to climate change mitigation as their voices are not heard when
    decisions are made. It also impedes their ability to participate
    effectively in programmes such as REDD+, which offers financial
    incentives for reducing emissions from deforestation.

    REDD+ will only work if policy makers are willing to learn from
    grassroots women. One of the key lessons is that focusing on carbon
    as the sole measure of the success of a climate change project has
    the potential to derail international efforts to combat climate
    change. Moving forward, we need to also take into consideration
    community rights to land and carbon, the livelihoods of people in
    communities, and issues related to governance.

    Women need to be part of the decision-making process. At present
    women are vastly underrepresented in decision-making roles. In
    March this year, when UN Secretary General Ban Ki-moon announced a
    climate finance panel expected to mobilize USD100 billion dollars
    a year to help those most affected by climate change, the 19-person
    panel did not include a single woman.

    This is unacceptable. Not only should women be represented on a
    climate change finance panel. Every effort possible must also be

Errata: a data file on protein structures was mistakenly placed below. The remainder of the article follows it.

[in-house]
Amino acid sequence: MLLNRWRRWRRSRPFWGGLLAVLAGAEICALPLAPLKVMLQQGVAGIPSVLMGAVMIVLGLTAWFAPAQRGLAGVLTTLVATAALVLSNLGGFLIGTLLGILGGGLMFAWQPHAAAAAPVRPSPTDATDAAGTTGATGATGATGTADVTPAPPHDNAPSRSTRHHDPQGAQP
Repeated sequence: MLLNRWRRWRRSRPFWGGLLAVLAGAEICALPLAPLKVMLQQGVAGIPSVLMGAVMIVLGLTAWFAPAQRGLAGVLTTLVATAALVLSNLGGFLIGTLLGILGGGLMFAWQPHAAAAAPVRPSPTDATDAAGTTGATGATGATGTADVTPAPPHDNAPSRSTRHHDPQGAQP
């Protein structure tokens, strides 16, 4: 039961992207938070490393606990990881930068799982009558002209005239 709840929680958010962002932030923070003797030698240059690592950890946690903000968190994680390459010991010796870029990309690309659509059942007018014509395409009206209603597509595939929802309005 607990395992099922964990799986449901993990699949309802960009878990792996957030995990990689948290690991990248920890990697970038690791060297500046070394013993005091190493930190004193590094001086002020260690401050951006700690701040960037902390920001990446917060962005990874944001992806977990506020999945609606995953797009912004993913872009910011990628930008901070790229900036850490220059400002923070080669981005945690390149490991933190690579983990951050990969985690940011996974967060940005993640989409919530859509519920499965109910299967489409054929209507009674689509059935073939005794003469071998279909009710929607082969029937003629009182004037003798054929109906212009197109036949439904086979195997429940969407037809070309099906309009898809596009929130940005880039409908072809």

made to ensure that women have access to the education, training,
    and finances needed to adopt sustainable technologies and
    participate in the green economy. Women and girls also need the
    land and resource rights to implement progressive forestry or
    agricultural practices. Last and certainly not least, women need
    the basic democratic rights that will enable them to vote for and
    promote green policies at the local, national, and international
    level.

    Citizens everywhere are waiting for real action on climate change.
    If the international community is serious about addressing climate
    change, it must recognize that women are a fundamental part of the
    climate solution. (END/COPYRIGHT IPS)

    (*) Wangari Maathai won the Nobel Peace Prize in 2004 for her work
    on the environment and democratic participation in Kenya. She and
    her five sister Nobel Peace Laureates created the Nobel Women’s
    Initiative in 2006 to work on human rights and climate justice.